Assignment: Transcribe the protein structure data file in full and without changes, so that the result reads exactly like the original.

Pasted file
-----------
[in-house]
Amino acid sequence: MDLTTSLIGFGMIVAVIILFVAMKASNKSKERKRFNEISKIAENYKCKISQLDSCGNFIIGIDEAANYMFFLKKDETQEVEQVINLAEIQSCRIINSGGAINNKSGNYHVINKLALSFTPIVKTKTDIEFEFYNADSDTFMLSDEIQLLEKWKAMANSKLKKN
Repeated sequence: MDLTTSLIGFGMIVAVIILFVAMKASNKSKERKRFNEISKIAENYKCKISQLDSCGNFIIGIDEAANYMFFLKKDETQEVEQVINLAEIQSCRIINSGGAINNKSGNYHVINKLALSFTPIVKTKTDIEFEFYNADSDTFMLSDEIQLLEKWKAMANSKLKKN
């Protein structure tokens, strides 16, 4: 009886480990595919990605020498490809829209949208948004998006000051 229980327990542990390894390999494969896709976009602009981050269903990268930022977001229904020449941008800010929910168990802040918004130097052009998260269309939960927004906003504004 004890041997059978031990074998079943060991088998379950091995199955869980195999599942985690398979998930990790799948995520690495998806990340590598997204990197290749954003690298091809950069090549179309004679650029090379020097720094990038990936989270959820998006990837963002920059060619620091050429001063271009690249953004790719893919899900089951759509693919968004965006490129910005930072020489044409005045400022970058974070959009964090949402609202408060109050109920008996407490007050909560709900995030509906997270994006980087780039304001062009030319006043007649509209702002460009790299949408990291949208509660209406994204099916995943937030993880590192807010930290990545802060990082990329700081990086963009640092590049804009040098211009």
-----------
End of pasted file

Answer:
[in-house]
Amino acid sequence: MDLTTSLIGFGMIVAVIILFVAMKASNKSKERKRFNEISKIAENYKCKISQLDSCGNFIIGIDEAANYMFFLKKDETQEVEQVINLAEIQSCRIINSGGAINNKSGNYHVINKLALSFTPIVKTKTDIEFEFYNADSDTFMLSDEIQLLEKWKAMANSKLKKN
Repeated sequence: MDLTTSLIGFGMIVAVIILFVAMKASNKSKERKRFNEISKIAENYKCKISQLDSCGNFIIGIDEAANYMFFLKKDETQEVEQVINLAEIQSCRIINSGGAINNKSGNYHVINKLALSFTPIVKTKTDIEFEFYNADSDTFMLSDEIQLLEKWKAMANSKLKKN
């Protein structure tokens, strides 16, 4: 009886480990595919990605020498490809829209949208948004998006000051 229980327990542990390894390999494969896709976009602009981050269903990268930022977001229904020449941008800010929910168990802040918004130097052009998260269309939960927004906003504004 004890041997059978031990074998079943060991088998379950091995199955869980195999599942985690398979998930990790799948995520690495998806990340590598997204990197290749954003690298091809950069090549179309004679650029090379020097720094990038990936989270959820998006990837963002920059060619620091050429001063271009690249953004790719893919899900089951759509693919968004965006490129910005930072020489044409005045400022970058974070959009964090949402609202408060109050109920008996407490007050909560709900995030509906997270994006980087780039304001062009030319006043007649509209702002460009790299949408990291949208509660209406994204099916995943937030993880590192807010930290990545802060990082990329700081990086963009640092590049804009040098211009």